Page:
Friday, April 14, 2017

The Idealis, An Open-Access Journal for Library and Information Science Research


"High-quality, library-related scholarly communication research has been historically difficult to discover. The Idealis aims to fix that."
New open-access journal, The Idealis, has this statement under the heading Liberating Research on the homepage of their website. Founding editors, Stacy Konkiel, Nicky Agate, and Lily Troia, gather the "very best scholarly communication literature from across the Web, working with authors to make their research available, ensuring that librarians are connected to excellent research that’s relevant to their work" (from About section).

Their current focus is limited to academic librarians interested in scholarly communication but the journal intends to broaden the scope to other areas of librarianship as well.  In their Discover section, they offer a long list of essays and articles with wide ranging topics including Orcid annual report, humanities and social science creative commons, evolution of scientific communication, social media, and others.  They plan to expand past articles to "create a carefully curated journal full of research that is relevant first and foremost to the needs of library practitioners" with "difficult to access research in all forms–articles, books, code, data sets, presentations, white papers, and more."  You can subscribe for new research alerts, submit library-related research, or apply to be an editor

Full post can be found at Chronicle of Higher Education


*Picture taken from home page of the website.

Monday, April 10, 2017

NMC 2017 Horizon Report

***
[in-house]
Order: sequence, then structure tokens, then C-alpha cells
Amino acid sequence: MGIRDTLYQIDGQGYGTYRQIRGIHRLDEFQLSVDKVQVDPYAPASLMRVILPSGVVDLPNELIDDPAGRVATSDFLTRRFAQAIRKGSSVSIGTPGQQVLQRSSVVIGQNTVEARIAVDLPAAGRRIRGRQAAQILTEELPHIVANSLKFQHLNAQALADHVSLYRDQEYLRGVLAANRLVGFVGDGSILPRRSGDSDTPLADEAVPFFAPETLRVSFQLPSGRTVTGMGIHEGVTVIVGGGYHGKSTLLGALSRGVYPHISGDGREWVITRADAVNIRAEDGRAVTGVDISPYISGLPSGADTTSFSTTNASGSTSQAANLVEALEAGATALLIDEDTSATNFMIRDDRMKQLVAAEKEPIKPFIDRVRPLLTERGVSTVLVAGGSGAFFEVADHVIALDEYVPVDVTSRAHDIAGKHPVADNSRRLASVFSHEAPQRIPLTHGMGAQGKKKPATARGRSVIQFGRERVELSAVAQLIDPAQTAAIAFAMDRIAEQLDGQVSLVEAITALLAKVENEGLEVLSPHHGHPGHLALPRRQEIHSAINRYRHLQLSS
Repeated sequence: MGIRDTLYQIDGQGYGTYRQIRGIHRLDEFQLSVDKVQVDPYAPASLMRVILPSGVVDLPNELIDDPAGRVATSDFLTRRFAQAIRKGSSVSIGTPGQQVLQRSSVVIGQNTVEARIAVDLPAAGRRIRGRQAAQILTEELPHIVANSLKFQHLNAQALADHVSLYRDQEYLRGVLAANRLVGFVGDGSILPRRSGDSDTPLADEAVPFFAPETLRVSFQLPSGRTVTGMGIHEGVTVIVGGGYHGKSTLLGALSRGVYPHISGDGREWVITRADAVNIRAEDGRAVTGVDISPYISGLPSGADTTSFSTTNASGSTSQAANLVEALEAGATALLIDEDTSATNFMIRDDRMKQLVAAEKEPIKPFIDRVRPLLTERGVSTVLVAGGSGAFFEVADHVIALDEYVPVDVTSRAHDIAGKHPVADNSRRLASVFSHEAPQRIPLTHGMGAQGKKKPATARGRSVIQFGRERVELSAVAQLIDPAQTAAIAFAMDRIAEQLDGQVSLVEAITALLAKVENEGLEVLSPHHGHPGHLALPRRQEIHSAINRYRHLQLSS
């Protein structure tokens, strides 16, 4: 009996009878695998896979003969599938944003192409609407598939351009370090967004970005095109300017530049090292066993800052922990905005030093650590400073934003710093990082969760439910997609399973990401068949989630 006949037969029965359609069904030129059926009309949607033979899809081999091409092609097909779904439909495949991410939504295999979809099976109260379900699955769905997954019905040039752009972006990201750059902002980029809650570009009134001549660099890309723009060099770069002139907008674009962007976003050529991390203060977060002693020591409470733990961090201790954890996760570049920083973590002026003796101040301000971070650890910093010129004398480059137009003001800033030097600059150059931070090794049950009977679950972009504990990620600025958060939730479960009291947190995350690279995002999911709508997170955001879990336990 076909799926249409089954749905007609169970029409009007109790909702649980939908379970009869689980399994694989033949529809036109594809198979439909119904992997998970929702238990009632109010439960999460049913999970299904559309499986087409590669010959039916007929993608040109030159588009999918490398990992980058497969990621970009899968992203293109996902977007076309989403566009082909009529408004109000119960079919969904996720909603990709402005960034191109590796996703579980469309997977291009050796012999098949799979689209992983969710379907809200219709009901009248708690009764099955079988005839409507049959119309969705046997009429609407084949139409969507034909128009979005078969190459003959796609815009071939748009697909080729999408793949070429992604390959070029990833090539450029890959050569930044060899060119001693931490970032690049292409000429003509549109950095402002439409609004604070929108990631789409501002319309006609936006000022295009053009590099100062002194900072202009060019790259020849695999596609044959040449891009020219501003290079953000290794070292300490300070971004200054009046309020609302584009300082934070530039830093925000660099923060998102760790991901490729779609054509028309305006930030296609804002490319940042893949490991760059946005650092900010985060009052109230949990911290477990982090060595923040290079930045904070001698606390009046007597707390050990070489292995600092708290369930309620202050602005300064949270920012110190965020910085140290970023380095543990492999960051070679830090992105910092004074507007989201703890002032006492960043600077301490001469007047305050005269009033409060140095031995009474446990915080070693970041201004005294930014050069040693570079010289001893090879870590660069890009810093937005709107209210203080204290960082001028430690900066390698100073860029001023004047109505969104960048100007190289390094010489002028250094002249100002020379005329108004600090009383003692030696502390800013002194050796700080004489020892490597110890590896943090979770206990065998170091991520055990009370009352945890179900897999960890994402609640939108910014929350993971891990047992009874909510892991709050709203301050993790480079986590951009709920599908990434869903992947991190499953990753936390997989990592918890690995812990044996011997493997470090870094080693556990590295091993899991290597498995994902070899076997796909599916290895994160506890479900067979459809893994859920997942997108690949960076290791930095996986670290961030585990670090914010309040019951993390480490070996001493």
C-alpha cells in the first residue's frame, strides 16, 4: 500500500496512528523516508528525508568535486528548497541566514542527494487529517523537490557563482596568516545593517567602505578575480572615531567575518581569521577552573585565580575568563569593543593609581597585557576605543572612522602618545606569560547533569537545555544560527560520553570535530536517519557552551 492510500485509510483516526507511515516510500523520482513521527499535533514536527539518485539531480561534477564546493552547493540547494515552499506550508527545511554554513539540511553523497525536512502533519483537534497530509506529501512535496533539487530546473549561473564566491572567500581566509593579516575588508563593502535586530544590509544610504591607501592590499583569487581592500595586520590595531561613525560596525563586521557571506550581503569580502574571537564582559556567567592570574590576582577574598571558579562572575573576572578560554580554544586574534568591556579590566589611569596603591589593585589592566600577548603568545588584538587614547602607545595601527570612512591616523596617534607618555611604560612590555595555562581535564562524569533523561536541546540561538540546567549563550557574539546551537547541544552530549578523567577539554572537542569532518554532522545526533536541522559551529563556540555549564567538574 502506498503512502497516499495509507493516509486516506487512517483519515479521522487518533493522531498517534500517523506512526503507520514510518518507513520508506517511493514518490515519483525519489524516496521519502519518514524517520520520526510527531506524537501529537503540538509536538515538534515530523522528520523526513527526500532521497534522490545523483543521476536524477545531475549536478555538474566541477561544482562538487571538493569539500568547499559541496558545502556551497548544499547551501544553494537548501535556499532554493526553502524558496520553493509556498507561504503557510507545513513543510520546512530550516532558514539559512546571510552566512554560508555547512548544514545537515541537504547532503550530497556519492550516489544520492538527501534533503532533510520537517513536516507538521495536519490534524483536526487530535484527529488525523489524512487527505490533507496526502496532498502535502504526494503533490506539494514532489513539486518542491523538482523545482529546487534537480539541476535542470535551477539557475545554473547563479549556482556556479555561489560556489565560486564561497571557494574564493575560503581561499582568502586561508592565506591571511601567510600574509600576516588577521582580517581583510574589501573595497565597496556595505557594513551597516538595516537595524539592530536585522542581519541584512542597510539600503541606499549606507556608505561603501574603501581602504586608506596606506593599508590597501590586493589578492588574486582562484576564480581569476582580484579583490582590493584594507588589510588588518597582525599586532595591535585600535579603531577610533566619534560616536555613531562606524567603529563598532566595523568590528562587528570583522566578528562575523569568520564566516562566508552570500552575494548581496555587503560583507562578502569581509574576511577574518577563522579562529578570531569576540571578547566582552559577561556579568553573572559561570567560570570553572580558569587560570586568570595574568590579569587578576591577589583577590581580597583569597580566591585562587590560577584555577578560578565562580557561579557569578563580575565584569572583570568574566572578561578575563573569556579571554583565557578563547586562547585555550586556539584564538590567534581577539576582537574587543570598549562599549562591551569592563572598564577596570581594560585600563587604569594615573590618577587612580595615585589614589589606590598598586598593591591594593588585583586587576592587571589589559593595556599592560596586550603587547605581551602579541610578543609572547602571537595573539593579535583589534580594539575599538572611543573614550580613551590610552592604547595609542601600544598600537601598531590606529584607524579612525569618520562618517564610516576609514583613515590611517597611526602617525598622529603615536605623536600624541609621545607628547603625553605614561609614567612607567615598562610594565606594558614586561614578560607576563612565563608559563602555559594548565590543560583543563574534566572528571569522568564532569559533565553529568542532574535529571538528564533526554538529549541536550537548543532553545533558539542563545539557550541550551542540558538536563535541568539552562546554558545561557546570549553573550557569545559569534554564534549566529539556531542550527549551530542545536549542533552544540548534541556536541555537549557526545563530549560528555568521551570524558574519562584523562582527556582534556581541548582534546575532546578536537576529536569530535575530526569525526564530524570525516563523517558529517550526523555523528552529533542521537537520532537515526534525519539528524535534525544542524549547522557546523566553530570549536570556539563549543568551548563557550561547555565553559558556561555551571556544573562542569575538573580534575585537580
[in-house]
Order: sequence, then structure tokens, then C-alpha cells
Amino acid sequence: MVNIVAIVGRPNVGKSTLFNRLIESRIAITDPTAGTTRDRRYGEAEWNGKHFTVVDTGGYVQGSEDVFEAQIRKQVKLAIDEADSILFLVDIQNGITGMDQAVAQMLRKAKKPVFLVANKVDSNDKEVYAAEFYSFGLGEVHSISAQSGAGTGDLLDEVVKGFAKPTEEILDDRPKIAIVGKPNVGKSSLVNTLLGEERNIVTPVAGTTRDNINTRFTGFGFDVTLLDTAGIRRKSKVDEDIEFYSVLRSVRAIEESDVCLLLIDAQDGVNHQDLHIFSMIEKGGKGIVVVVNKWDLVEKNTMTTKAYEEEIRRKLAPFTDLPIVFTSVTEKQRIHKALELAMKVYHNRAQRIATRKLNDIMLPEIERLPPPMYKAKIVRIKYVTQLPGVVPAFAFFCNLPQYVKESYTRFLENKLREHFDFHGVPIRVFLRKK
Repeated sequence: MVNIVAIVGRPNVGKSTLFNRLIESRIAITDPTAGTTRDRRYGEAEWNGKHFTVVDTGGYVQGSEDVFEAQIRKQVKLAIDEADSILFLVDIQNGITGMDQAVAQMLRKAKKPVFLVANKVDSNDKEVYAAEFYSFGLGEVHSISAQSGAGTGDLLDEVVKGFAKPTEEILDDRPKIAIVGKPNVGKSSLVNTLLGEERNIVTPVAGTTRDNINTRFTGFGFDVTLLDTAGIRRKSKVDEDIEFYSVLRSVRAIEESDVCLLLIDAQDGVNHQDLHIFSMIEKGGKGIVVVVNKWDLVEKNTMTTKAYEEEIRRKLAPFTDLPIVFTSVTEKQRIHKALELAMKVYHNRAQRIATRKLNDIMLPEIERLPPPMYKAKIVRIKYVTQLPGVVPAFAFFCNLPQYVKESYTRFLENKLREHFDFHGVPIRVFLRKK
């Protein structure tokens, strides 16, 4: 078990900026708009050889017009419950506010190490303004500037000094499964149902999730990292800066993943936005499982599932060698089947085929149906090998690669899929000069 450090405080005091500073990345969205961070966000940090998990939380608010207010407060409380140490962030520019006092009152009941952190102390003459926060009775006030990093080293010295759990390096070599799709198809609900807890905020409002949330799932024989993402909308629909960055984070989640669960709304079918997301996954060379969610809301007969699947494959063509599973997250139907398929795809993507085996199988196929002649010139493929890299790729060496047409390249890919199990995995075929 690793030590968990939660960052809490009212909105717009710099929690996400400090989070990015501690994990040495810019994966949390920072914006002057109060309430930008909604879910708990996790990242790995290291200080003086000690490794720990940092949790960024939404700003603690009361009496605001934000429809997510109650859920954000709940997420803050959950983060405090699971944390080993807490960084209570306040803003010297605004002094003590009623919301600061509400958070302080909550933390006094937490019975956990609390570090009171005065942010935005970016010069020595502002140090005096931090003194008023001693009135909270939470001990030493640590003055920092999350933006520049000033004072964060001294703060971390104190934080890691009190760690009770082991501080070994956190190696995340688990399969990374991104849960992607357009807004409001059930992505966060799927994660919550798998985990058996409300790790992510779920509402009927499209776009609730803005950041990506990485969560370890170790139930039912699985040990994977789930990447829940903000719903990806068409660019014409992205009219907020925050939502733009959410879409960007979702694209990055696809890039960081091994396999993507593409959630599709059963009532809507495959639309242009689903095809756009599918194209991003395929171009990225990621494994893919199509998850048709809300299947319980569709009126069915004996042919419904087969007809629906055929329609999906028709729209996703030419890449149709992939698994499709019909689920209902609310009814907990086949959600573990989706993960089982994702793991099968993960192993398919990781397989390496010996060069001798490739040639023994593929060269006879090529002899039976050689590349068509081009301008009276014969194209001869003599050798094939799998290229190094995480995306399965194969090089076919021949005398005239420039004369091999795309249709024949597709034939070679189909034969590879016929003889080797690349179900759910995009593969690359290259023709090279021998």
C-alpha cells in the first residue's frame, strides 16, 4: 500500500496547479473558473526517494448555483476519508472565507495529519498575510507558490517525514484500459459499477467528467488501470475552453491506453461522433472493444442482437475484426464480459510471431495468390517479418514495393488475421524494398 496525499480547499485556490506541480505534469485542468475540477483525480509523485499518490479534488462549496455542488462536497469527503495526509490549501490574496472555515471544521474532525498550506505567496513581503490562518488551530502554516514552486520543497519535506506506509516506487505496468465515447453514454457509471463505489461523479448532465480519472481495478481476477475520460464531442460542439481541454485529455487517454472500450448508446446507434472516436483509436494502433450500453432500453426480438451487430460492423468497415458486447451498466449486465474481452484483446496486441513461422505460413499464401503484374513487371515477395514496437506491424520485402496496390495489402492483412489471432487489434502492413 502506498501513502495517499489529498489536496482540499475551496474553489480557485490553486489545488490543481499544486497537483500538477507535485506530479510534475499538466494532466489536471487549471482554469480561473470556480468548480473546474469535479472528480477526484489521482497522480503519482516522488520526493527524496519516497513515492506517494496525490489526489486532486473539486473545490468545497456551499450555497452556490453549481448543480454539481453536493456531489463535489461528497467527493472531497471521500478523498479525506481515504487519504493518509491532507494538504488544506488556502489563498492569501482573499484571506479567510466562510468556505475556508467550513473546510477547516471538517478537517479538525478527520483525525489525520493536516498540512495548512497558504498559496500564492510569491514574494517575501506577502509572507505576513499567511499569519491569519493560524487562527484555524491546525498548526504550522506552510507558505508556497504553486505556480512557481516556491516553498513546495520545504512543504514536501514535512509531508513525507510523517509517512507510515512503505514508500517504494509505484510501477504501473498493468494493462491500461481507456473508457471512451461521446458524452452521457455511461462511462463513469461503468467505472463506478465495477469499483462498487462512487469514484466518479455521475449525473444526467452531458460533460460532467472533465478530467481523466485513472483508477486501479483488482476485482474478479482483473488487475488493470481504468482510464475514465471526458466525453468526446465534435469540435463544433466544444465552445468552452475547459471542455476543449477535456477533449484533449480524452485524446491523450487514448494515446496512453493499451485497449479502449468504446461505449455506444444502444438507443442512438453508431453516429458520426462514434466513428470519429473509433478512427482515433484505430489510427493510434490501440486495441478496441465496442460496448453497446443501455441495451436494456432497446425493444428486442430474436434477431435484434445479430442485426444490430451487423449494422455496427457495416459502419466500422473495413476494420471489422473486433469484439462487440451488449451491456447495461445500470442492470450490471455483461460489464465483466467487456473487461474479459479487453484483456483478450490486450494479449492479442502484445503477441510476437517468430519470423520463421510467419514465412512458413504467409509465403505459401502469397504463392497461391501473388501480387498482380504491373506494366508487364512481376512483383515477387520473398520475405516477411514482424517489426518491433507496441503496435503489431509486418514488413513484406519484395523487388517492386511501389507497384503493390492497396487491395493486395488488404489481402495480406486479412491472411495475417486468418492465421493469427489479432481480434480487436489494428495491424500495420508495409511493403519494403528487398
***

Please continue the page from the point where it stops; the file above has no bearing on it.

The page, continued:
The New Media Consortium recently released the 2017 Horizon Report for libraries. The report identifies trends, challenges, and developments in information technology, related to academic libraries. While much of the report is geared toward traditional research institutions, there are some relevant takeaways for academic law libraries.

One of the more relevant identified trends for academic law libraries is the rethinking of library spaces. As students rely less and less on physical holdings for research, libraries are opening areas for active learning and collaboration. While this trend is nothing new in academic libraries, it continues to accelerate across all libraries.

Other identified trends include:
  • Cross-institution collaboration
  • Evolving nature of the scholarly record 
  • Patrons as creators 
  • Research data management 
  • Valuing the user experience
One of the challenges identified facing information technology in libraries is adapting organizational structure and workflows to the new technological realities.  The rapid pace of technology changes often leads to steep learning curves from staff and a resistance to keep up. Other challenges listed in the report are:
  • Accessibility of library services and resources
  • Improving digital literacy 
  • Maintaining ongoing integration, interoperability, and collaborative projects
  • Political and economic pressures 
The full report can be found at the NMC web site

Tuesday, April 4, 2017